I can relate to that. The example that I’ve used in the past is I wouldn’t say this is very likely but I’m fortunate that I can’t hear because I’m sure there were people who made fun of me maybe from my speech but I never heard it so it never bothered me. I have my friends who I grew up with and I’m still friends with them. They would tell me, “Put a few pieces where someone who might have bullied you or made fun of you.” It never bothered me. That was my nature of strong and always be my own unique individual. That’s what I think everybody needs to learn from both of us by anybody else who has any type of what I call utilizing your workability versus disability.
You’re shining a story that’s going to inspire a lot of people.
That’s exactly what I’m doing, what I teach and sharing these stories. My second to the last question is what do you do to decompress? How do you stay the same?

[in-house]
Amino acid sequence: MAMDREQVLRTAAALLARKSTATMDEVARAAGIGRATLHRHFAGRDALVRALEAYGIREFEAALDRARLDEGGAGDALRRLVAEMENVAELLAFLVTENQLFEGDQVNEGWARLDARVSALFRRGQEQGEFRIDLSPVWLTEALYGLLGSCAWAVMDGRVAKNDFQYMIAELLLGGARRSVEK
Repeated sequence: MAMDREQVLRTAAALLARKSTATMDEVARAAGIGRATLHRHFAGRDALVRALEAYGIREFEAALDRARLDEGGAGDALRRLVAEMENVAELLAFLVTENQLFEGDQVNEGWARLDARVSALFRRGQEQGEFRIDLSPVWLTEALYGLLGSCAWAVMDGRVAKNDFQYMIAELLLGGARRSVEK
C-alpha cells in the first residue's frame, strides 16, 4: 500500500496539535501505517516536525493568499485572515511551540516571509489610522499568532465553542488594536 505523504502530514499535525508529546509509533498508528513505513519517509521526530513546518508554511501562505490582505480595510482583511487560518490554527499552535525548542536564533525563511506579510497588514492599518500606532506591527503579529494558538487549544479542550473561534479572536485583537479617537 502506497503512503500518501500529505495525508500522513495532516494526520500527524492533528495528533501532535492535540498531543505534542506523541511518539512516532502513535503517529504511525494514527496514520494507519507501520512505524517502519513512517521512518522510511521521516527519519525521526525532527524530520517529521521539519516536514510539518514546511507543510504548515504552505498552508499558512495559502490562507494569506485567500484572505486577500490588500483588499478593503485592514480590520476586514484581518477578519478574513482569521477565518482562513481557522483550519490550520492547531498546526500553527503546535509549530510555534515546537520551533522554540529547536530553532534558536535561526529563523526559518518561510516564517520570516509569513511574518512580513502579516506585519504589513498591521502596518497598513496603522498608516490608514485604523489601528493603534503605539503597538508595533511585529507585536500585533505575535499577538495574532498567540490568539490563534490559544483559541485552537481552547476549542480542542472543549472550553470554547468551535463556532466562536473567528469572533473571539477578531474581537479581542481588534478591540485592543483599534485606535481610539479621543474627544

My friends like to say that you can always find me in the after-hours. On the weekends, I go dancing from 11:00 to 6:00 in the morning, no phone, just me. I became sober so I don’t drink. I don’t take anything. My mind has completely changed. I see people differently now when I’m going out. I see how people act and react. When I’m dancing in these after-hours and I see people’s levels, I’m like, “Why was I doing that for so long?” Dancing is my release. Even though I’m disabled and I walk on crutches, I put my crutches behind the DJ booth. I can physically hold myself up. Techno has saved my life. People say that on multiple levels but techno has.
You don’t have to run around when you’re dancing, you can be in one spot and move your body. I put my crutches down. I’m on the dance floor to the end of the night. I grabbed crutches and people are like, “You’re amazing.” I’m like, “This is my cardio. This is how I’ve taught myself how to hold my body up. My whole life and my body were for it. I’d have to hold my crutches like this. I have to sit in a wheelchair but dancing has taught me how to position my body up.” I want a major Techno column to write about that because that would be a story of itself showing inclusivity in the clubs. Even though it was a pain in the ass to get in here with all the obstacles, I’m still in here having the time of my life. My release is dancing.